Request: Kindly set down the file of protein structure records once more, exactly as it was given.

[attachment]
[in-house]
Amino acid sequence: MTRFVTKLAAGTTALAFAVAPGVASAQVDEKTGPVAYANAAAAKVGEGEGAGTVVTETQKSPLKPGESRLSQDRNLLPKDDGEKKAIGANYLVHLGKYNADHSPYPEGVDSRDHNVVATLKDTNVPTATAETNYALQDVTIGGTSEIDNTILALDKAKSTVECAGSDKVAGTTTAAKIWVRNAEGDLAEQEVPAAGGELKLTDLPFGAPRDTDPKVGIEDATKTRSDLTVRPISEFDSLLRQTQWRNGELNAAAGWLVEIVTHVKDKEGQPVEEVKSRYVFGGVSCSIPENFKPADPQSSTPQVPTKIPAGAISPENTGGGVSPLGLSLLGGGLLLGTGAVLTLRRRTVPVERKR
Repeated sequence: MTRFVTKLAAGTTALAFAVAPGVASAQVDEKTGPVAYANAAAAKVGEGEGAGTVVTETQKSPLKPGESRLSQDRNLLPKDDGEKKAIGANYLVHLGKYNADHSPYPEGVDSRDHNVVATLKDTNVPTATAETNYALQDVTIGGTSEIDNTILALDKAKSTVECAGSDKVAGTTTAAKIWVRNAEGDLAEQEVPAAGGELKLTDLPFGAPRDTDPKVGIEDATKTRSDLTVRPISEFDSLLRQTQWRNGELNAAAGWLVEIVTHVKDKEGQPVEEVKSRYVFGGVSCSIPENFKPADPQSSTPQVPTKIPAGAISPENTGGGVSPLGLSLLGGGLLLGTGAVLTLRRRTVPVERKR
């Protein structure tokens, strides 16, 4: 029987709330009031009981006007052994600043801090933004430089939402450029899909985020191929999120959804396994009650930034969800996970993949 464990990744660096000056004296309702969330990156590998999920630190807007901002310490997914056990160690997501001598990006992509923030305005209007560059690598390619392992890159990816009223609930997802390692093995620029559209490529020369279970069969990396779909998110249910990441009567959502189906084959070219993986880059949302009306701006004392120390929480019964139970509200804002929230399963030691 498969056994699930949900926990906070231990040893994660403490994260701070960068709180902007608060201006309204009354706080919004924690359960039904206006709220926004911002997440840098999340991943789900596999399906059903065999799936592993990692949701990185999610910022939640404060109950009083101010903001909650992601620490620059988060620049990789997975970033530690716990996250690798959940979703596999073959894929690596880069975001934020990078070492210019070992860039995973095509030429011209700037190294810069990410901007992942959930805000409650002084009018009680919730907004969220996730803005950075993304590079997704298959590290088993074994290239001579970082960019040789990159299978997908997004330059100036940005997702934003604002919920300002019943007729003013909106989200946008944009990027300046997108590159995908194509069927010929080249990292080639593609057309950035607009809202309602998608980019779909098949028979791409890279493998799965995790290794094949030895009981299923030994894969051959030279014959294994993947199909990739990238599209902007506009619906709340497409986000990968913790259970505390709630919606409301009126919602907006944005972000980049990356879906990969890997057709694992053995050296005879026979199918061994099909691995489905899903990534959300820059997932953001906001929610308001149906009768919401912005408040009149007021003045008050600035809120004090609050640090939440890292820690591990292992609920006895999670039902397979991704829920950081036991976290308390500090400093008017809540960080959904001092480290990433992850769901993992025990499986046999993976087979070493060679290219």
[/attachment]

[in-house]
Amino acid sequence: MTRFVTKLAAGTTALAFAVAPGVASAQVDEKTGPVAYANAAAAKVGEGEGAGTVVTETQKSPLKPGESRLSQDRNLLPKDDGEKKAIGANYLVHLGKYNADHSPYPEGVDSRDHNVVATLKDTNVPTATAETNYALQDVTIGGTSEIDNTILALDKAKSTVECAGSDKVAGTTTAAKIWVRNAEGDLAEQEVPAAGGELKLTDLPFGAPRDTDPKVGIEDATKTRSDLTVRPISEFDSLLRQTQWRNGELNAAAGWLVEIVTHVKDKEGQPVEEVKSRYVFGGVSCSIPENFKPADPQSSTPQVPTKIPAGAISPENTGGGVSPLGLSLLGGGLLLGTGAVLTLRRRTVPVERKR
Repeated sequence: MTRFVTKLAAGTTALAFAVAPGVASAQVDEKTGPVAYANAAAAKVGEGEGAGTVVTETQKSPLKPGESRLSQDRNLLPKDDGEKKAIGANYLVHLGKYNADHSPYPEGVDSRDHNVVATLKDTNVPTATAETNYALQDVTIGGTSEIDNTILALDKAKSTVECAGSDKVAGTTTAAKIWVRNAEGDLAEQEVPAAGGELKLTDLPFGAPRDTDPKVGIEDATKTRSDLTVRPISEFDSLLRQTQWRNGELNAAAGWLVEIVTHVKDKEGQPVEEVKSRYVFGGVSCSIPENFKPADPQSSTPQVPTKIPAGAISPENTGGGVSPLGLSLLGGGLLLGTGAVLTLRRRTVPVERKR
């Protein structure tokens, strides 16, 4: 029987709330009031009981006007052994600043801090933004430089939402450029899909985020191929999120959804396994009650930034969800996970993949 464990990744660096000056004296309702969330990156590998999920630190807007901002310490997914056990160690997501001598990006992509923030305005209007560059690598390619392992890159990816009223609930997802390692093995620029559209490529020369279970069969990396779909998110249910990441009567959502189906084959070219993986880059949302009306701006004392120390929480019964139970509200804002929230399963030691 498969056994699930949900926990906070231990040893994660403490994260701070960068709180902007608060201006309204009354706080919004924690359960039904206006709220926004911002997440840098999340991943789900596999399906059903065999799936592993990692949701990185999610910022939640404060109950009083101010903001909650992601620490620059988060620049990789997975970033530690716990996250690798959940979703596999073959894929690596880069975001934020990078070492210019070992860039995973095509030429011209700037190294810069990410901007992942959930805000409650002084009018009680919730907004969220996730803005950075993304590079997704298959590290088993074994290239001579970082960019040789990159299978997908997004330059100036940005997702934003604002919920300002019943007729003013909106989200946008944009990027300046997108590159995908194509069927010929080249990292080639593609057309950035607009809202309602998608980019779909098949028979791409890279493998799965995790290794094949030895009981299923030994894969051959030279014959294994993947199909990739990238599209902007506009619906709340497409986000990968913790259970505390709630919606409301009126919602907006944005972000980049990356879906990969890997057709694992053995050296005879026979199918061994099909691995489905899903990534959300820059997932953001906001929610308001149906009768919401912005408040009149007021003045008050600035809120004090609050640090939440890292820690591990292992609920006895999670039902397979991704829920950081036991976290308390500090400093008017809540960080959904001092480290990433992850769901993992025990499986046999993976087979070493060679290219």